The monomers to be reacted into polymer having high Tg and functioning as a supplementary component of the main polymer are as follows. They are used as the binder monomers for acrylonitrile and carboxylic acid monomers to control their polymerization rate, to control the elongation of the elastic property and softening point of main monomer and to improve polymer film tenacity. Thus the monomers that form homopolymer having comparatively high Tg are used for the purpose. They are described below.

They are the monomers of which homopolymers have a Tg of 80 ° C. or more, such as methacrylonitrile, acrylamide, methacrylamide, N,N-dimethylacrylamide, N,N-dimethylmethacrylamide, methyl methacrylate, t-butyl methacrylate, isobornyl(meth)acrylate, cyclohexyl methacrylate, benzyl methacrylate, N-vinyl pyrrolidone and styrene. And such monomers are not restricted within the scope of those described herein. The preferable quantity is 0-50 mol %, more preferably 10-40 mol %.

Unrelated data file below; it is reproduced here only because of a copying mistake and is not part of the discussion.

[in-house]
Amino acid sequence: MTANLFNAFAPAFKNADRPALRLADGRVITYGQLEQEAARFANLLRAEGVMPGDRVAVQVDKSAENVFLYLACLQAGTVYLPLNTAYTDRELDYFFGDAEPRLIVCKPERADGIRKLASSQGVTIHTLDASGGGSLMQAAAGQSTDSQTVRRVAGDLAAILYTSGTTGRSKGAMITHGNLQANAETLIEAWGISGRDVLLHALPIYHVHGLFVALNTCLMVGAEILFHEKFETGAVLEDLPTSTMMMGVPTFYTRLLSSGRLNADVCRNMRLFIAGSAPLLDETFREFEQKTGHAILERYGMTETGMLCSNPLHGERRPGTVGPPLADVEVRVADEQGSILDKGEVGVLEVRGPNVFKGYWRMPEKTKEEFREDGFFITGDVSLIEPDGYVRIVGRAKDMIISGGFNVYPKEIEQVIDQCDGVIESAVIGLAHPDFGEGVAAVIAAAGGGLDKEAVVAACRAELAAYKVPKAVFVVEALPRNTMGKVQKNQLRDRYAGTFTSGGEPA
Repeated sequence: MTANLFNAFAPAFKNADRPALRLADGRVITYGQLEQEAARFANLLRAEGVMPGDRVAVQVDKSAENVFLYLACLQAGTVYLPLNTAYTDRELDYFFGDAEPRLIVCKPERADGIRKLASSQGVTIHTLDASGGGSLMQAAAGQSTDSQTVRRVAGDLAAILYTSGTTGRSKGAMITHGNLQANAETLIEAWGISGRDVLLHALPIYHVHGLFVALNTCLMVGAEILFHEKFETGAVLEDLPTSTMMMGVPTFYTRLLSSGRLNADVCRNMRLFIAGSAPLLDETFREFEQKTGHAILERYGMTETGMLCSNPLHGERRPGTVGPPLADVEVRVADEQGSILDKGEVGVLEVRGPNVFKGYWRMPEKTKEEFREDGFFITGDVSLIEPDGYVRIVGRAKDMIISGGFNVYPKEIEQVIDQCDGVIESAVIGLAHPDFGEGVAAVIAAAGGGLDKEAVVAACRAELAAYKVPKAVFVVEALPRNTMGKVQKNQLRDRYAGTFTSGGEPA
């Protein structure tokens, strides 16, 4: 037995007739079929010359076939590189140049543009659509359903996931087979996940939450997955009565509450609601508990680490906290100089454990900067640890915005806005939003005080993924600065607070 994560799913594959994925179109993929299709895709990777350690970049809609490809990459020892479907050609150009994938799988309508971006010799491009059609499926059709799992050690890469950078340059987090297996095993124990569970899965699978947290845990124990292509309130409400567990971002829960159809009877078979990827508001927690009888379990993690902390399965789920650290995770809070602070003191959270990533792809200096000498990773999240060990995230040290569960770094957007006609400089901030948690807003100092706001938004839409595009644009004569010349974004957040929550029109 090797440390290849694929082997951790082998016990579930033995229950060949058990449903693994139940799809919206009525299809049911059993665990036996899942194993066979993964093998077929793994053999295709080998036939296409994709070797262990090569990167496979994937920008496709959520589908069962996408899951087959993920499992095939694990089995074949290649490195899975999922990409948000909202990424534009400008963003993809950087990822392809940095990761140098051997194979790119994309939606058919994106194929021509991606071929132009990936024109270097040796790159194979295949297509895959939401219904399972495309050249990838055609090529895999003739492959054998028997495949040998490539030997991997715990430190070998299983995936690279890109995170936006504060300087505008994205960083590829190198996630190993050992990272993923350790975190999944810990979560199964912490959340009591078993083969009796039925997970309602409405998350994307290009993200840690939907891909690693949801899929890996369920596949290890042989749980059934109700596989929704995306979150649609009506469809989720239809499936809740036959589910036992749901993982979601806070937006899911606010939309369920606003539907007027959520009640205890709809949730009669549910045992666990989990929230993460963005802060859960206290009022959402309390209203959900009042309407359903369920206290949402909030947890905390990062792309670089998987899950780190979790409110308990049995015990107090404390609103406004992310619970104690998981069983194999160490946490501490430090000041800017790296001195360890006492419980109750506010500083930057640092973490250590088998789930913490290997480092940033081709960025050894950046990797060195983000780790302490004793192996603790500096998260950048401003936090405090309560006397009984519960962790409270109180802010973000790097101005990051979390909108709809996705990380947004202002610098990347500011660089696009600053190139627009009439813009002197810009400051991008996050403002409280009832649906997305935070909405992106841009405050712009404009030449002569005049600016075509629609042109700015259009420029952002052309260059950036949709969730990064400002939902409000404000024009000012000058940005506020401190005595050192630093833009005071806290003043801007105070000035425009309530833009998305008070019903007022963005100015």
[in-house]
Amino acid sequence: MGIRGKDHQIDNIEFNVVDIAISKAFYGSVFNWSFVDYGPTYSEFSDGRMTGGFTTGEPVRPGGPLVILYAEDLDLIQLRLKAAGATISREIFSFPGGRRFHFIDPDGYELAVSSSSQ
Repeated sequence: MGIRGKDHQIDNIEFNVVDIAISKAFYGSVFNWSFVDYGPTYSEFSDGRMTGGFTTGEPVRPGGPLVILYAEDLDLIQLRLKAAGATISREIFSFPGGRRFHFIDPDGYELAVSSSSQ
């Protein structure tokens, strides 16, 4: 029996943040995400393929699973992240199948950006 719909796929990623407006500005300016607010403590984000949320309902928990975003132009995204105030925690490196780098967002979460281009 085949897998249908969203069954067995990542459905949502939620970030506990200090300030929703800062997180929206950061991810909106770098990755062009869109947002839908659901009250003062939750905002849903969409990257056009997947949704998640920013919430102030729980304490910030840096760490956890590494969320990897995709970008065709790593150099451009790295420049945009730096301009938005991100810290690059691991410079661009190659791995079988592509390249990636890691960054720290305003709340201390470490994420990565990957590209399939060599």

(Component IV)

The cross-linking monomers having two or more polymerizable double bonds are selected among those described below. Those monomers cross-link the linear copolymer comprising the above-mentioned monomers to expand the range of the elasticity of the copolymer and to impart thermal stability. The examples of such monomers are as follows though they are not restricted within the scope of the examples.

They are ethylene glycol di(meth)acrylate, propylene glycol di(meth)acrylate, diethylene glycol di(meth)acrylate, 1,4-butanediol di(meth)acrylate, 1,6-hexane diol di(meth)acrylate, trimethylol propane tri(meth)acrylate, glycerin di(meth)acrylate, triethylene glycol di(meth)acrylate, PEG#200 di(meth)acrylate, PEG#400 di(meth)acrylate, PEG#600 di(meth)acrylate, 1,3-butane diol di(meth)acrylate, neopentyl glycol di(meth)acrylate, 1,10-decane diol di(meth)acrylate, penta erythritol tri(meth)acrylate, penta erythritol tetra(meth)acrylate, penta erythritol hexa (meth) acrylate, 3-acryloil oxyglycerine monoacrylate, dimethylol tricyclodecane di(meth)acrylate and triaryl formal tri(meth)acrylate. And the preferable quantity is 0-5 mol %, more preferably 0-3 mol %.